Wimbledon ends in tears for injured Serena Williams | Inquirer Sports
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Wimbledon ends in tears for injured Serena Williams

/ 05:11 AM June 30, 2021
Serena Williams at Wimbledon

Serena Williams of the U.S. reacts after sustaining an injury before retiring from her first round match against Belarus’ Aliaksandra Sasnovich (REUTERS)

LONDON — Tennis great Serena Williams limped out of Wimbledon in tears on Tuesday after her latest bid for a record-equalling 24th Grand Slam singles crown ended in injury.

The American sixth seed and seven-times Wimbledon winner was clearly in pain on a slippery Centre Court and sought treatment while 3-2 up in her first-round match against unseeded Belarussian Aliaksandra Sasnovich.

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Williams returned after a lengthy break but the distress was evident.

She grimaced and wiped away tears before preparing to serve at 3-3 after Sasnovich had pulled back from 3-1 down.

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The 39-year-old, who had started the match with strapping on her right thigh, then let out a shriek and sank kneeling to the grass sobbing, before being helped off the court with an apparent ankle injury.

“Brutal for @serenawilliams but center court is extremely slippy out there. Not easy to move out there,” Britain’s Andy Murray said on Twitter.

Sasnovich, who practiced her serve while Williams was getting treatment, commiserated with an opponent who had never gone out in the first round at Wimbledon in her previous 19 visits.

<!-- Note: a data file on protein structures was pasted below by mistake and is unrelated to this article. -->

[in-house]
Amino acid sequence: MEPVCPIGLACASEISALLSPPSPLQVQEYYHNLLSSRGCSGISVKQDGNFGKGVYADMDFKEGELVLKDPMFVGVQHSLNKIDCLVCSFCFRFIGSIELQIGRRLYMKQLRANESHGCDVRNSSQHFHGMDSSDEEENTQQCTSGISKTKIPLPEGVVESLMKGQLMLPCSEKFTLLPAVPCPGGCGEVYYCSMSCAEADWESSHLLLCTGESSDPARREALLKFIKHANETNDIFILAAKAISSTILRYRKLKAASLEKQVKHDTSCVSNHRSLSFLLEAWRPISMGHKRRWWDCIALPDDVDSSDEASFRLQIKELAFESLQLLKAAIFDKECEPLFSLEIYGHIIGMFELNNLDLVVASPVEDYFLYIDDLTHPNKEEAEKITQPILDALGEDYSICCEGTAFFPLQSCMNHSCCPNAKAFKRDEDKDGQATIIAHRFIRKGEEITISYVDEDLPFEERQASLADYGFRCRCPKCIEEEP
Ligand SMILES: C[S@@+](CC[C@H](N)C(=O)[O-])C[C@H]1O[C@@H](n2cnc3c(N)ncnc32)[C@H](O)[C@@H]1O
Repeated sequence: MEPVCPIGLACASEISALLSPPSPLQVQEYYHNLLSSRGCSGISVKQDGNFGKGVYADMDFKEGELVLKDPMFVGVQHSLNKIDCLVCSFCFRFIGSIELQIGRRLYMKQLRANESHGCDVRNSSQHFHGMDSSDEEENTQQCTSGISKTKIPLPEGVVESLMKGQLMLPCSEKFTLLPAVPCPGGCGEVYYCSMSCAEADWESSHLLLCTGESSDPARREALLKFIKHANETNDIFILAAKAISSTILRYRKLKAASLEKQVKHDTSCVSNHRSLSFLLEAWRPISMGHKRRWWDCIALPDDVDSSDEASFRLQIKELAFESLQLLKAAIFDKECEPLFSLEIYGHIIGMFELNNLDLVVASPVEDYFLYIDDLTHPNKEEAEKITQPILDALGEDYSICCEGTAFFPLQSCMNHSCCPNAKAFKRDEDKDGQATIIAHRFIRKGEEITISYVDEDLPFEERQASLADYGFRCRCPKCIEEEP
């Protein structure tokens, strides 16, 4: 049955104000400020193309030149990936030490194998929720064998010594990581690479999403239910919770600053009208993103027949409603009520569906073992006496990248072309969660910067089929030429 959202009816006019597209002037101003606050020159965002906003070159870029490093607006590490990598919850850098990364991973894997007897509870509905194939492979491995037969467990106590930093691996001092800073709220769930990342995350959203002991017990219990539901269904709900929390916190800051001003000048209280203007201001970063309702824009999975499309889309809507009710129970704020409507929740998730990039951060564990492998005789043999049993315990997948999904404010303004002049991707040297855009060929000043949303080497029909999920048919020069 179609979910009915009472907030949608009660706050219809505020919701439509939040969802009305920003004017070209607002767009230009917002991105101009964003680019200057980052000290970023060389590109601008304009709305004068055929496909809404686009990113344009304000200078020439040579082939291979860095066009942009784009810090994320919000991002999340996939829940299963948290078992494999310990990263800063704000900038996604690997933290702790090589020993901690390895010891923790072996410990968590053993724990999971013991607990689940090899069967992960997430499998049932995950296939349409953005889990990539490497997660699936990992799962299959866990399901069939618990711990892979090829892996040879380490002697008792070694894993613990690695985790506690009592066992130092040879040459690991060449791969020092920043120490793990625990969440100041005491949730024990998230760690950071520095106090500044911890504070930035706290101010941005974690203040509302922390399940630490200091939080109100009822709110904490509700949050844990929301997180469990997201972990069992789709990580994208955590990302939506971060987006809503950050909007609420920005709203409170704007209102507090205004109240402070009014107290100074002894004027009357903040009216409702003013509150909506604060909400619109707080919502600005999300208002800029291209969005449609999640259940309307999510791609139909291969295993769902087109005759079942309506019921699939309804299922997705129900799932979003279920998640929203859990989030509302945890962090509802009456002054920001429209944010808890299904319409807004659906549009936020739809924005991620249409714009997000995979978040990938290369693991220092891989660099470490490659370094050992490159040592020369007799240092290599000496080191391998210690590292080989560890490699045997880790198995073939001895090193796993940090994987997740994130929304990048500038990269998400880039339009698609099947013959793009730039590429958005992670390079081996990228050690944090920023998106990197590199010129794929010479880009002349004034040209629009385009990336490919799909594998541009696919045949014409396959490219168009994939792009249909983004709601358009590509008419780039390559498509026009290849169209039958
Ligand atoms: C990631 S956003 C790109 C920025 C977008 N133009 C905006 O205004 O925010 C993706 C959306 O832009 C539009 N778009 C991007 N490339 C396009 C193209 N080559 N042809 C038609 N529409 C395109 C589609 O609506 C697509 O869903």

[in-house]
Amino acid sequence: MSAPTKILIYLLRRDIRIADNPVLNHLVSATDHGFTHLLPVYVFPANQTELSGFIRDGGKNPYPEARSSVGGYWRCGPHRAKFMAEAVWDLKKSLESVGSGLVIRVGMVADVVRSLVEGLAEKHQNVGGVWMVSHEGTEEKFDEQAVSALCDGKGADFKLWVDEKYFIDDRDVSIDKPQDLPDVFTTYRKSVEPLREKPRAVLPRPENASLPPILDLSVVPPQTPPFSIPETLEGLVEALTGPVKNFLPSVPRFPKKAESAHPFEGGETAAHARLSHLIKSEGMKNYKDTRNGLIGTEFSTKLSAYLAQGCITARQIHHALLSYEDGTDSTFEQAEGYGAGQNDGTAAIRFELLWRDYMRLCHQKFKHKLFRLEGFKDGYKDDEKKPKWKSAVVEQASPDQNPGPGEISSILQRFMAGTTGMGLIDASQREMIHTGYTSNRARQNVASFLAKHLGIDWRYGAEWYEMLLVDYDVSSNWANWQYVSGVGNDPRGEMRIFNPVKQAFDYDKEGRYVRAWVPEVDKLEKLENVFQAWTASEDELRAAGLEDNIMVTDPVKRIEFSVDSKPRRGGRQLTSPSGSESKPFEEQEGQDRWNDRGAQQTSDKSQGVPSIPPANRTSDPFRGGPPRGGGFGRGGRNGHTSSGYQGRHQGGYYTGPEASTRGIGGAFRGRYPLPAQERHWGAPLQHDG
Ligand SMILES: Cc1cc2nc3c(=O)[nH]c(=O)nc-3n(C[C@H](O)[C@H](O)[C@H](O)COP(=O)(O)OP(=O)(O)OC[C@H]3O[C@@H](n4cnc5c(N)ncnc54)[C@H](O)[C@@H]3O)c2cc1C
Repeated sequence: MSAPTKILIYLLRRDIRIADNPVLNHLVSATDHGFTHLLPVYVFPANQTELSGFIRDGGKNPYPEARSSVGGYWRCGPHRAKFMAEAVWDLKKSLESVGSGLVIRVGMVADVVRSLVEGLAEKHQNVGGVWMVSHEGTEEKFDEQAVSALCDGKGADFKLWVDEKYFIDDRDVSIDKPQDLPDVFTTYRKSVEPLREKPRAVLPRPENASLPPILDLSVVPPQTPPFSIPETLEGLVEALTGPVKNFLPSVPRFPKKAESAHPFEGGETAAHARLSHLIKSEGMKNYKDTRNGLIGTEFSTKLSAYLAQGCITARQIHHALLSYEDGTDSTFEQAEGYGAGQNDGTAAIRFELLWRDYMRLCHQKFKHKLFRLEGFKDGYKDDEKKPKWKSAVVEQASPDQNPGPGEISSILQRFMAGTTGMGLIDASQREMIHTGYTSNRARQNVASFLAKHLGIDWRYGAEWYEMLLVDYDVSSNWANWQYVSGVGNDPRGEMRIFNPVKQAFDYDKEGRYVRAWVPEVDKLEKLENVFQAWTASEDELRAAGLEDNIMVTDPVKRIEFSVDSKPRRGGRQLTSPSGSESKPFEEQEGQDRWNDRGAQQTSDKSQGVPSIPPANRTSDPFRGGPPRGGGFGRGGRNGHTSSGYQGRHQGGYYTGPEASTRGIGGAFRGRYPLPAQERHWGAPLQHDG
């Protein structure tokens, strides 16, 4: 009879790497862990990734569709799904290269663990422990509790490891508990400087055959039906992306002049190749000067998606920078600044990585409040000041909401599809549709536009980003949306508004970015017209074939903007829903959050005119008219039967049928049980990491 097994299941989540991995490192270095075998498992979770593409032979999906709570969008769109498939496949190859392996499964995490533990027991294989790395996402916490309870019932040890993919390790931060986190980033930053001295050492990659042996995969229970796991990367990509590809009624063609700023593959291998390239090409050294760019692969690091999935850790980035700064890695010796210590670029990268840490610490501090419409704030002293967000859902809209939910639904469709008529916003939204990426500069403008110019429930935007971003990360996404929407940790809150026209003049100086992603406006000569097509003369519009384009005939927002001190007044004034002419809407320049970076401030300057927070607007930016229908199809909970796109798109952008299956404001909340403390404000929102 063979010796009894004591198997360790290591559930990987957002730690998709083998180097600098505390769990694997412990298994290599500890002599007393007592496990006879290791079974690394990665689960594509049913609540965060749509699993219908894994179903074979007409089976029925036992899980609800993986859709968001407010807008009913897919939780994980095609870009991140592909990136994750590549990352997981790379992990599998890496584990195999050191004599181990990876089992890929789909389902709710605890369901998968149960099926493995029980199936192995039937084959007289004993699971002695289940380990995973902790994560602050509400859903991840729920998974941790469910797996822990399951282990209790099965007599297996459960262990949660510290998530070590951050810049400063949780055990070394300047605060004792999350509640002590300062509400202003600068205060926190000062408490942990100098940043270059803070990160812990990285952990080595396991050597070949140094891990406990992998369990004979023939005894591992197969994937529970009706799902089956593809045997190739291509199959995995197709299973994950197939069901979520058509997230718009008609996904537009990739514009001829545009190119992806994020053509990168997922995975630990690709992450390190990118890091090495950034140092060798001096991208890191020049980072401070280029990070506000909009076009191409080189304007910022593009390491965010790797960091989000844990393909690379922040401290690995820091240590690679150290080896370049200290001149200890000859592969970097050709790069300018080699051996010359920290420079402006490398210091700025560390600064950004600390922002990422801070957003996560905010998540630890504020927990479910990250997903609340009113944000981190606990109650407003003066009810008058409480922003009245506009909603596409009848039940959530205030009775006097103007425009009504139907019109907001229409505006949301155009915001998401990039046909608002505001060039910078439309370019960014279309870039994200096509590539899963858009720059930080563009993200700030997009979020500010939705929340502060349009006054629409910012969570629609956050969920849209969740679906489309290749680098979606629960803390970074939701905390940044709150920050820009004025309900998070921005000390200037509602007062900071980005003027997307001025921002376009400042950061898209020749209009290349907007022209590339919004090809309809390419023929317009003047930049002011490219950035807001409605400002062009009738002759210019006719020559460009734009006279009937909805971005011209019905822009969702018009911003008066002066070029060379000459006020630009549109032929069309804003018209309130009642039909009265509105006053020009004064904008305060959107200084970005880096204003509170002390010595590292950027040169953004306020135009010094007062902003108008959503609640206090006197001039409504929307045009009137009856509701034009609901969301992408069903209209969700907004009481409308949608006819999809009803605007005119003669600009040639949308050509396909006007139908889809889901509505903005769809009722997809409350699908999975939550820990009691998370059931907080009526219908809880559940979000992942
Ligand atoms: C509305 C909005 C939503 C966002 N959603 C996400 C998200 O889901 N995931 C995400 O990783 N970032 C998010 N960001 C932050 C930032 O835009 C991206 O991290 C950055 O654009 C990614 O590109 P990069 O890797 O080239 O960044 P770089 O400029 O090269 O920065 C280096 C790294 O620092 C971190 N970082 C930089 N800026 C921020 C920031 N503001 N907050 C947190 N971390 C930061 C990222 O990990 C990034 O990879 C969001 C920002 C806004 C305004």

“I’m so sad for Serena, she’s a great champion,” said the world number 100. “It happens sometimes.”

Eight-times men’s singles champion Roger Federer expressed shock at Williams’ departure and voiced concern about the surface, with the roof closed on Centre Court on a rainy afternoon.

His first-round opponent Adrian Mannarino of France also retired with a knee injury after a slip in the match immediately before Williams’.

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“I do feel it feels a tad more slippery maybe under the roof. I don’t know if it’s just a gut feeling. You do have to move very, very carefully out there. If you push too hard in the wrong moments, you do go down,” Federer said.

“I feel for a lot of players, it’s super key to get through those first two rounds because the grass is more slippery, it is more soft. As the tournament progresses, usually it gets harder and easier to move on.”

Williams has been a Wimbledon finalist in her last four appearances but her bid to equal Margaret Court’s record 24 Grand Slam singles titles has stalled since her last in Australia in 2017.

With the absence this year of world number two Naomi Osaka and third-ranked Simona Halep, hopes were rising of another year to remember.

“It was hard for me to watch that,” said compatriot Coco Gauff. “She’s the reason why I started to play tennis. It’s hard to watch any player get injured, but especially her.”

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